#11. Patterns and routes.
And, some big news.
Greetings again from Tokyo, where the summer weather has been hot and humid, punctuated by heavy rain. I am Joel Pulliam, and this is my monthly newsletter about photography. To new readers who have joined this month; welcome. If you’d like to unsubscribe, the link is at the bottom.
This month, my family and I managed to escape the weather here for a few days with a trip to Aomori, in the north of Japan. The area, with its remote villages and harsh winters, has been the subject of bodies of work by such important photographers as Daido Moriyama, Issei Suda, and Kazuo Kitai.
I didn’t come to photograph, though, but to enjoy the outdoors and the cool air. The high temperature was only 18 degrees (64 Fahrenheit). Quite a change from Tokyo. We canoed, hiked, and clambered around on the rugged coast. We also ate a lot of apples, since this region produces some of the best.
Yet, since I did have a lightweight camera with me, I couldn’t resist taking a few photos.
Returning back to Tokyo, I have some exciting news to share. I have joined the VoidTokyo photography collective as a member.
In previous newsletters, I have written about working with VoidTokyo as an invited guest on their latest zine and exhibition. Wanting to know how the collective came to be, I asked the founder, Tatsuo Suzuki.
He tells me that VoidTokyo was founded out of his desire to put photographs on paper, and not just online. As he was thinking about this, he participated in a photo exhibition that revolved around a single human model and he observed how, “even though there was only one subject there, the modes of expression of each photographer were extremely different.” From this, he says, “I thought that it would be interesting if various photographers took pictures of Tokyo from their respective perspectives, and put them together in one book. That was the trigger.”
He further relates that, “Initially, we had the goal of shooting the ever-changing city of Tokyo until 2020, when the Olympics would begin.” But now, he hopes that VoidTokyo can continue to consider, “how each of the members can evolve and deepen the image of Tokyo in order to photograph, express, and present it to the world.”
Having gotten to know the members, I can vouch for their ongoing dedication to the presentation of physical work, including both prints and publications. While there are a lot of great photography collectives, I truly believe that VoidTokyo is distinctive in having this as their primary purpose, and it is one of the big reasons I decided to join.
Of course, there is nothing wrong with showing photographs online. I do it, and so do all the members of VoidTokyo. Sharing photos online helps us to reach an audience easily, to introduce ourselves to people who are interested in photography but who otherwise might not have found us. (Speaking of which, I’ve taken over the VoidTokyo Instagram account for a week in order to introduce myself. If you’re on Instagram, do check it out.) Morever, the regular sharing of photos online can create communities of people who are in regular conversation.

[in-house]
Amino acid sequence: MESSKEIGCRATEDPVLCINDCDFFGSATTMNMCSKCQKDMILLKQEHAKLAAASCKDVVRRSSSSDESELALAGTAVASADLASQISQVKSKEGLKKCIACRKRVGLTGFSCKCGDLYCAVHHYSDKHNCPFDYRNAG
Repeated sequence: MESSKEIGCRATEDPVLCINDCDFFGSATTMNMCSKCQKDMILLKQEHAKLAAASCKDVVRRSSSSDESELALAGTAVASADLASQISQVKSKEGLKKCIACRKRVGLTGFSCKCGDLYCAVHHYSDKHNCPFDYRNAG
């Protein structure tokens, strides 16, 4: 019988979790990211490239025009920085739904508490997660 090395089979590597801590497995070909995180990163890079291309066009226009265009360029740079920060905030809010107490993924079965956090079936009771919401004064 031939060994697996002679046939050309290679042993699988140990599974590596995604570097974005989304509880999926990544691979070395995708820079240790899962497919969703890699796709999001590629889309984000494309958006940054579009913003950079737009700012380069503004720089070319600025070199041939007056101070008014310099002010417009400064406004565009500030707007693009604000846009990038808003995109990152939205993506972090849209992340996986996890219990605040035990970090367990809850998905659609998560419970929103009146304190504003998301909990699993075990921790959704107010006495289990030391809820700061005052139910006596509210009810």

But there are tradeoffs. Photos online are generally seen for just moments. They become isolated from larger projects, and then they disappear from memory, not to be seen again. Physical work, on the other hand, will stay around as formats change. And well-made physical work is simply more beautiful, more engaging than pixels.
Beyond all that, I have an additional, perhaps more personal, reason: making physical works forces me to decide which images I most care about, which images are deserving of the time and care that it takes to make a print or publication. It is, then, an important part of how I learn about myself as a photographer. I look forward to having the support of VoidTokyo as I do.
By the way, if you’re not already familiar with VoidTokyo founder Tatsuo Suzuki, you can see some of his photography and read about him in this PEN Online feature. I think you’ll agree his work is incredible. His book, Friction / Tokyo Street, was published by Steidl last year, and already seems to be sold out everywhere. If you do see a copy, grab it. It’s full of tense, beautiful images, and the printing is fantastic.
In addition to his work with VoidTokyo, he regularly publishes a personal zine, Tokyo Street, which I love. In it, he often shoots around the quiet residential area where he lives, and mixes portraits with street photos. I’m truly privileged and excited to now be working along with him.
Rounding things off: this month I finished reading A Coast of Trees by A. R. Ammons. It is an exploration of light and radiance, of mortality and mourning, and of humans and their relationship with nature. I particularly admire its lyric centerpiece, “Easter Morning,” in which the narrator laments a broken life, yet finds transcendence as he watches two eagles circling above:
it was a sight of bountiful
majesty and integrity: the having
patterns and routes, breaking
from them to explore other patterns or
better ways to routes, and then the
return: a dance sacred as the sap in
the trees, permanent in its descriptions
as the ripples round the brook’s
ripplestone: fresh as this particular
flood of burn breaking across us now
from the sun.
Ammons once said in an interview that he was trying to, “reach the absolute crazy points where what is happening in my mind and what is happening on the page seem to be identical.” That happens to also be a pretty good statement for what I am trying to do as a photographer.
I’ll be back next month. I am glad you’re a subscriber.